It would seem obvious that protecting the integrity of election
results would be the paramount goal of a company that provides voting
equipment, but a recent
a report by Harri Hursti last week that documents extremely serious flaws
in the design of touchscreen voting terminals from Diebold Election Systems
that could lead to an unscrupulous person or organization having complete
control of the software on those systems.
An attacker with physical access to the voting terminal can permanently
change the programming of a terminal in a way that is difficult or
impossible to detect. With a PCMCIA memory card, phillips-head screwdriver,
and 5 minutes of time, any portion of the
software that runs on the terminal can be modified. It is not just the
voting application that can be replaced; the operating system
and even the bootloader can also be changed via this mechanism.
No tamper resistance or detection mechanisms are included in the
terminal hardware making it impossible to tell whether it was opened
to access the PCMCIA slot. There is no cryptographic or other
authentication of the code that is to be loaded, just some very simple
integrity checking (checksum or CRC presumably) of the binary.
Evidently, Diebold decided to make field upgrades simpler at the cost of
providing little to no protection against abuse.
It is well understood by security experts that preventing physical access
to computers is the first step in securing them. Unfortunately, election
officials and polling place workers are not typically security experts and
the access to the terminals is not strictly limited. In fact, they are
regularly taken to polling places (schools, churches, etc.) or to the homes
of polling place supervisors several days in advance of an election. In
addition, because the bootloader code can be modified, a clever attacker
could install code that survived any number of software upgrades, waiting
to be activated at the proper time. Diebold even conveniently provides an
external switch, accessible to a voter, that could be used to trigger the
This is not the first time that Diebold security has been
found to be woefully
inadequate and, once again, the company does not seem to understand the
problem. A spokesman for Diebold, David Bear, had this to say:
For there to be a problem here, you're basically assuming a premise
where you have some evil and nefarious election officials who would sneak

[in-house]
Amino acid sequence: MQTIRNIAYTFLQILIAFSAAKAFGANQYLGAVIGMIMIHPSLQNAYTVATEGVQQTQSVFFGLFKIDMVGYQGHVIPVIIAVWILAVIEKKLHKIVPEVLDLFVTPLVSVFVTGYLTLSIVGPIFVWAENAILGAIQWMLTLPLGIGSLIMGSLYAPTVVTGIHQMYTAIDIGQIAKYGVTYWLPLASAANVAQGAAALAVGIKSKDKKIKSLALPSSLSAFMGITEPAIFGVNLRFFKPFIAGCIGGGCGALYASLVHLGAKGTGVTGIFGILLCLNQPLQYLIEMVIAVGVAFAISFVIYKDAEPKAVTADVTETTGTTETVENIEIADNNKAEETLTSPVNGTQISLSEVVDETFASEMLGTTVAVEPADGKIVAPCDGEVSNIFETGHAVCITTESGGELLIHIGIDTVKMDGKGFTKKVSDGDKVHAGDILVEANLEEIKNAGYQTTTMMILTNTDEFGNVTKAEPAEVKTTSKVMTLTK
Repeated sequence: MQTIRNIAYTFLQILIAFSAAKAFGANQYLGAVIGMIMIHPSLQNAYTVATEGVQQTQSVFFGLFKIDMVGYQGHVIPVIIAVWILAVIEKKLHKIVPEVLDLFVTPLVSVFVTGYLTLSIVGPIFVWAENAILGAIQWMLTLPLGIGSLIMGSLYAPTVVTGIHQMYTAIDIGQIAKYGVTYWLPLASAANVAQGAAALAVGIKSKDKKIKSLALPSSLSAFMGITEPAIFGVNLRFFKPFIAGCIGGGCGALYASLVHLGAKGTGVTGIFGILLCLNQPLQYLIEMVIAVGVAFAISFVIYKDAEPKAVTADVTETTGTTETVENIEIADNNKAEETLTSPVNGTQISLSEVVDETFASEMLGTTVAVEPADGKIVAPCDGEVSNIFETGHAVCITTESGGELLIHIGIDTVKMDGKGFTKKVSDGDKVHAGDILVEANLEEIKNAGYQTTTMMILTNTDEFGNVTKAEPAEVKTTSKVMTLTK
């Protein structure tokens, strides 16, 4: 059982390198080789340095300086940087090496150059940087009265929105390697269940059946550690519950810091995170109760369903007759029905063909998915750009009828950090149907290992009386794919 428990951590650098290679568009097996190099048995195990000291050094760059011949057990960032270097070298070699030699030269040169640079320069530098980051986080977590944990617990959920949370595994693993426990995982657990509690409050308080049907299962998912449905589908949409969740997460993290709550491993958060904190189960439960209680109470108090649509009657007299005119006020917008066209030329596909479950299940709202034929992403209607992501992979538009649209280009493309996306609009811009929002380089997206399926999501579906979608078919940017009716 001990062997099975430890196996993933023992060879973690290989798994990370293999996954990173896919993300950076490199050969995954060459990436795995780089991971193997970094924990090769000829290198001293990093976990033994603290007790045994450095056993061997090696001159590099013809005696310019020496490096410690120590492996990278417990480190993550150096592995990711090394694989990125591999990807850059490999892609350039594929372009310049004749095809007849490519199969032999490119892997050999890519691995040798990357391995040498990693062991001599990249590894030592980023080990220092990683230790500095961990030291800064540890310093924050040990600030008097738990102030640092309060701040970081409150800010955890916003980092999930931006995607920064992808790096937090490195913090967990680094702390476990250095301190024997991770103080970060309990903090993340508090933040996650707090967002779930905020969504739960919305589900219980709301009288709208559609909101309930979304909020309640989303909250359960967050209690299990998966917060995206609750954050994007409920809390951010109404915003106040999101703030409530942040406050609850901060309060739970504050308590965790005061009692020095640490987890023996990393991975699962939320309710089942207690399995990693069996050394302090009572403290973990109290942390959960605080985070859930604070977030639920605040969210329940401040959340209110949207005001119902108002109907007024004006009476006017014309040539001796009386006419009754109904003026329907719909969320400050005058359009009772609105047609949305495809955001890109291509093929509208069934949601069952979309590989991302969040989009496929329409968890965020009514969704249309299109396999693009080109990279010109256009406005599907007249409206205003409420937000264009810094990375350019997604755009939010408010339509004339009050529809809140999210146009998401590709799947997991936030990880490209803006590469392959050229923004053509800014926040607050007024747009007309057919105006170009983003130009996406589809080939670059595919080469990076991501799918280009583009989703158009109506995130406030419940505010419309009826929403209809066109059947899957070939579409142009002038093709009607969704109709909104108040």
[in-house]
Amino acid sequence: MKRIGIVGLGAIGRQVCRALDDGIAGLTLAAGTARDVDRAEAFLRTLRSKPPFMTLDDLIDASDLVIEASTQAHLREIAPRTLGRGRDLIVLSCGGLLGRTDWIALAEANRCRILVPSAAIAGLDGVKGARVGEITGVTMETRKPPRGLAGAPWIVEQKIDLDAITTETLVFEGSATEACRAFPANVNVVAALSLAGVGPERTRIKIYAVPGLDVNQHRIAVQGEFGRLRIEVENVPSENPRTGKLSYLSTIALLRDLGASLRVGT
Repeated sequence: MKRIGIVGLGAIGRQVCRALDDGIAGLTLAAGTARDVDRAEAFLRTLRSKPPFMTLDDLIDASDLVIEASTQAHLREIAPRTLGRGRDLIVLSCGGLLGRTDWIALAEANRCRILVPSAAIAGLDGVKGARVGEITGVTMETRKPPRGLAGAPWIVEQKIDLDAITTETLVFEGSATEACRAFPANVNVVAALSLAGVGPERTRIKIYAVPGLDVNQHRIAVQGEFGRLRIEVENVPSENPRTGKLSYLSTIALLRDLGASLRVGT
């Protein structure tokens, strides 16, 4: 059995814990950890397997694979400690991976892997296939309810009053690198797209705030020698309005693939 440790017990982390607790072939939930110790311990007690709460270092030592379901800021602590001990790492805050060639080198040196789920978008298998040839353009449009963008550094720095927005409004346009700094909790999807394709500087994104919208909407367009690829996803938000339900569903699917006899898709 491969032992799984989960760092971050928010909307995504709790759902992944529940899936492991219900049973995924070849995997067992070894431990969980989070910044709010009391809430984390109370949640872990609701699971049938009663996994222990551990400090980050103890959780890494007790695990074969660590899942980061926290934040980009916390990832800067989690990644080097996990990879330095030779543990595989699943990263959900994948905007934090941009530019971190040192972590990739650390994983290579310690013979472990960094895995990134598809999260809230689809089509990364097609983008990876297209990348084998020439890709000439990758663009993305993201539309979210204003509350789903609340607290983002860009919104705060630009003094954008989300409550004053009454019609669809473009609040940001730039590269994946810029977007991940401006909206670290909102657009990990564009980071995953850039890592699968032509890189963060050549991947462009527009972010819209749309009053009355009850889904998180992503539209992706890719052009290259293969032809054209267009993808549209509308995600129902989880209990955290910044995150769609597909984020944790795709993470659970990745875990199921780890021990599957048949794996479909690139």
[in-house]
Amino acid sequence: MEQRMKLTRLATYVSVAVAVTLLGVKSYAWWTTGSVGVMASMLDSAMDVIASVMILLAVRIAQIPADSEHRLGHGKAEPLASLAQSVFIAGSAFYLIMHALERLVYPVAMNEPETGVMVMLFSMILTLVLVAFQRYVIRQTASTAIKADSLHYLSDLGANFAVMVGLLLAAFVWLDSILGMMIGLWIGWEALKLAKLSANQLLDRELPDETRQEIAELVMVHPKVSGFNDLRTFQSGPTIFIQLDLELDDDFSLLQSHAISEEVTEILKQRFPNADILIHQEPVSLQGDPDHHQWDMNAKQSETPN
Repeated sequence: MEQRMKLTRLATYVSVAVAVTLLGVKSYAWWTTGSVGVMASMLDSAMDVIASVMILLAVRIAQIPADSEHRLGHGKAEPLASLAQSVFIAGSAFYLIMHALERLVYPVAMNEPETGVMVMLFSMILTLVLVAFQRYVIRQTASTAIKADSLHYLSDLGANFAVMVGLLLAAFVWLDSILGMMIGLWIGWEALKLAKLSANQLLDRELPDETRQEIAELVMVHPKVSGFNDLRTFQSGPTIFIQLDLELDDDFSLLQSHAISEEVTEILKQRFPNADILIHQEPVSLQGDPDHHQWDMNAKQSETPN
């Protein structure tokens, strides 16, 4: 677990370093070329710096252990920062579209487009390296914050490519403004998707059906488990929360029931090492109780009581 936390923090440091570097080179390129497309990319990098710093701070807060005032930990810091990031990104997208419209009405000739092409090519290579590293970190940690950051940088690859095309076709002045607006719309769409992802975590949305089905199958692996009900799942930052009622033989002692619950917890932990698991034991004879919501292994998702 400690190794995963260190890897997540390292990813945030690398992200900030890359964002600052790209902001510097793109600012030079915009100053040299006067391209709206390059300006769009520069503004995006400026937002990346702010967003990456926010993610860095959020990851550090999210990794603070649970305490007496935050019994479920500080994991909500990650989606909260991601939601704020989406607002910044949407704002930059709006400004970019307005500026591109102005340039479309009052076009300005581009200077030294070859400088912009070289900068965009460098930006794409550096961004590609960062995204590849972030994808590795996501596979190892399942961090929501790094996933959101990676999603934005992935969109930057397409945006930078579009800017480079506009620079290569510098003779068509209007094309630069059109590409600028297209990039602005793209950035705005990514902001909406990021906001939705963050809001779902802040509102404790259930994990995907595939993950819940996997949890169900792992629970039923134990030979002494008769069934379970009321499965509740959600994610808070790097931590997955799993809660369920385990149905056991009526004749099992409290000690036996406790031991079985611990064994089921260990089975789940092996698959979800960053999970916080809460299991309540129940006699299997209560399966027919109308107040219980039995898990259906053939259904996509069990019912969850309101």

in and introduce a piece of software, I don't believe these evil elections
Bear tries to deflect the criticism by claiming that it is only election
officials who could make these changes, but there are actually a huge
number of ways that it could happen. Simply showing up at the county
clerk's office in an official looking Diebold uniform would probably be
enough to get access to the machines in many areas.
Unfortunately, it is not just Diebold that misses the implications of this
kind of threat; various election officials, many of whom spent a great deal
of taxpayer money buying Diebold voting equipment, also downplay the threat.
Several elections, including a primary last Tuesday in Pennsylvania, are going
on as scheduled using the equipment, seemingly without any concern that
the terminals could have been tampered with.
For the most part, this is a hardware problem: the Diebold terminals
were not designed to be tamper-proof, instead they were designed to be
easy to access. This is something for the various advocates of other
voting technologies, including open
source voting, to consider. Having the source code to the binary that
is supposed to be installed is not sufficient, there needs to be some
way to ensure that it is the software that is currently running. Having a way
to resist tampering with the hardware and to detect attempts to tamper
with the hardware are also mandatory for any voting system.
There seems to be a great deal of resistance to the idea of having a paper
trail that can be verified by the voter as a backup system, at least from
the voting equipment vendors, but this would seem to be the most sensible
check on the proper functioning of the equipment. It still provides the
instant gratification of vote counts that seem to be required, but also
allows for an auditable recount should one be necessary.
approach to security and the resistance to an auditable paper trail might
lead a cynical person to believe that those in power like things exactly
as they are.
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